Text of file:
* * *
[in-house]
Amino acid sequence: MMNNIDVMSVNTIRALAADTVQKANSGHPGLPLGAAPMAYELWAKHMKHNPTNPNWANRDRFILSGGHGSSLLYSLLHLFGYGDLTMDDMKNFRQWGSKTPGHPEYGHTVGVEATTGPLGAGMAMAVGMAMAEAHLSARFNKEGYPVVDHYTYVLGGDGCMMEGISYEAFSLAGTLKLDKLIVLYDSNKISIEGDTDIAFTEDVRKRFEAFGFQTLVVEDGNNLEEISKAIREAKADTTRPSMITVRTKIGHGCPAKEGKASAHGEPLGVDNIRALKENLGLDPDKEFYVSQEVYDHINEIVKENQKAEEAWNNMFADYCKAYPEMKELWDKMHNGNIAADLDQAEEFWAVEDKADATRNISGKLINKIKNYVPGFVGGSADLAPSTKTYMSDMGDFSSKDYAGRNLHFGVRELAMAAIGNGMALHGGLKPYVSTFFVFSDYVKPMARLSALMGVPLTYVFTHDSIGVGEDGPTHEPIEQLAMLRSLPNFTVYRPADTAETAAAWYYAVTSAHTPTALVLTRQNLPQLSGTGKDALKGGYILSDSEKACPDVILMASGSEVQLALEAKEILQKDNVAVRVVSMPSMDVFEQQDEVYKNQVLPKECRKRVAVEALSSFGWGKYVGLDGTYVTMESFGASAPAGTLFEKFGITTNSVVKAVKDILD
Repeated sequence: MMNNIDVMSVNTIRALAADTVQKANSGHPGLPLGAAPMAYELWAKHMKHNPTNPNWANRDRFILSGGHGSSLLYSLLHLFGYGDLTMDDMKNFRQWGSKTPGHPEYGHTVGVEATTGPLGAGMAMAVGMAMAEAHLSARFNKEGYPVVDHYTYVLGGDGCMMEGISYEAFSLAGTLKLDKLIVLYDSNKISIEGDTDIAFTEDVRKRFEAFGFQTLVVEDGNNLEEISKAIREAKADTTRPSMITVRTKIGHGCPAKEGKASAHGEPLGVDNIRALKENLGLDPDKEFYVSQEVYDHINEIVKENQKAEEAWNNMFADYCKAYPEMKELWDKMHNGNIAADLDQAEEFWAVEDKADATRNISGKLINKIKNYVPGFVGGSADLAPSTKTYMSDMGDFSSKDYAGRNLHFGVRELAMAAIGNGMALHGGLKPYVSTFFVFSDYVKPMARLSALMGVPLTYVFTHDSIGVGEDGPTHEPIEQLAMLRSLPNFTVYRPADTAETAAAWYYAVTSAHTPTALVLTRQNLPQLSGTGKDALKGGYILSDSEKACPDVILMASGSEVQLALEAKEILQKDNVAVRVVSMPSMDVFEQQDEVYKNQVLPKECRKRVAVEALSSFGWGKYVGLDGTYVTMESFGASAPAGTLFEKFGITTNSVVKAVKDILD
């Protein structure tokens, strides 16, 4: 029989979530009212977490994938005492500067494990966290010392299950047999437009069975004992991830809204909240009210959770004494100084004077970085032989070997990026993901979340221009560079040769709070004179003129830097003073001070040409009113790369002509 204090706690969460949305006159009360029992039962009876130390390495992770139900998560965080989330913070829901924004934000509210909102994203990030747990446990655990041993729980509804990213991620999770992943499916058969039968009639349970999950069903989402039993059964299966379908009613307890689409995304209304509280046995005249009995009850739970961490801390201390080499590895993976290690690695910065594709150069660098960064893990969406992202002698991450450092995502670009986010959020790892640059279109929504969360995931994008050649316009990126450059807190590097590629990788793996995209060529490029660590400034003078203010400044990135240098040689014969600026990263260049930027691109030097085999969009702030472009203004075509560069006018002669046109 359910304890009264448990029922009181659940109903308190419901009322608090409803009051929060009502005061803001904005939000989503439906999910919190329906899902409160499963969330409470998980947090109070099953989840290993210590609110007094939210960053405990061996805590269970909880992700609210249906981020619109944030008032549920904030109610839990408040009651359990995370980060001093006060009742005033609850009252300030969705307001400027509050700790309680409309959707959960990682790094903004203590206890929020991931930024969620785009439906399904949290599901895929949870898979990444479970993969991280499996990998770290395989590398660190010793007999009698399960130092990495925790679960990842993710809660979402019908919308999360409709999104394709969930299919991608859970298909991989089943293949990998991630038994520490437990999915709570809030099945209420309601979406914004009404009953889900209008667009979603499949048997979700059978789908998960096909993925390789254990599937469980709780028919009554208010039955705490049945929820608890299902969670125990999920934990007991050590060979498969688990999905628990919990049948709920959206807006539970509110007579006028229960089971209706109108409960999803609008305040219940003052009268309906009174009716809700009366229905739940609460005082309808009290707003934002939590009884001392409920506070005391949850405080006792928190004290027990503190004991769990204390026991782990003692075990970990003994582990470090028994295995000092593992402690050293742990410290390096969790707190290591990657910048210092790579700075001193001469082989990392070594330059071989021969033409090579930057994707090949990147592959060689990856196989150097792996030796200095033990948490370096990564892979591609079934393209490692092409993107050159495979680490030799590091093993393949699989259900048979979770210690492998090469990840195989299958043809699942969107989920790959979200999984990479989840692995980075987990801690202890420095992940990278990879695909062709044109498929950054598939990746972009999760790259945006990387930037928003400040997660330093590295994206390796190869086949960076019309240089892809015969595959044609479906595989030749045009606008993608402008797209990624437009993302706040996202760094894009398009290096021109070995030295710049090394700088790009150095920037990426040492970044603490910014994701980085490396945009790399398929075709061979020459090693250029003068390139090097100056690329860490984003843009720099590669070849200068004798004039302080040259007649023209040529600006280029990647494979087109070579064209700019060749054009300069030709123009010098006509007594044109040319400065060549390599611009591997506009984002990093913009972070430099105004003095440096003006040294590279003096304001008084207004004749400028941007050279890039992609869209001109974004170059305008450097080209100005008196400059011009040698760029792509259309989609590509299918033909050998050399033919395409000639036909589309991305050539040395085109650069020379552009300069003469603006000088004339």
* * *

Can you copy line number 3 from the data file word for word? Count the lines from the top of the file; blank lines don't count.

Repeated sequence: MMNNIDVMSVNTIRALAADTVQKANSGHPGLPLGAAPMAYELWAKHMKHNPTNPNWANRDRFILSGGHGSSLLYSLLHLFGYGDLTMDDMKNFRQWGSKTPGHPEYGHTVGVEATTGPLGAGMAMAVGMAMAEAHLSARFNKEGYPVVDHYTYVLGGDGCMMEGISYEAFSLAGTLKLDKLIVLYDSNKISIEGDTDIAFTEDVRKRFEAFGFQTLVVEDGNNLEEISKAIREAKADTTRPSMITVRTKIGHGCPAKEGKASAHGEPLGVDNIRALKENLGLDPDKEFYVSQEVYDHINEIVKENQKAEEAWNNMFADYCKAYPEMKELWDKMHNGNIAADLDQAEEFWAVEDKADATRNISGKLINKIKNYVPGFVGGSADLAPSTKTYMSDMGDFSSKDYAGRNLHFGVRELAMAAIGNGMALHGGLKPYVSTFFVFSDYVKPMARLSALMGVPLTYVFTHDSIGVGEDGPTHEPIEQLAMLRSLPNFTVYRPADTAETAAAWYYAVTSAHTPTALVLTRQNLPQLSGTGKDALKGGYILSDSEKACPDVILMASGSEVQLALEAKEILQKDNVAVRVVSMPSMDVFEQQDEVYKNQVLPKECRKRVAVEALSSFGWGKYVGLDGTYVTMESFGASAPAGTLFEKFGITTNSVVKAVKDILD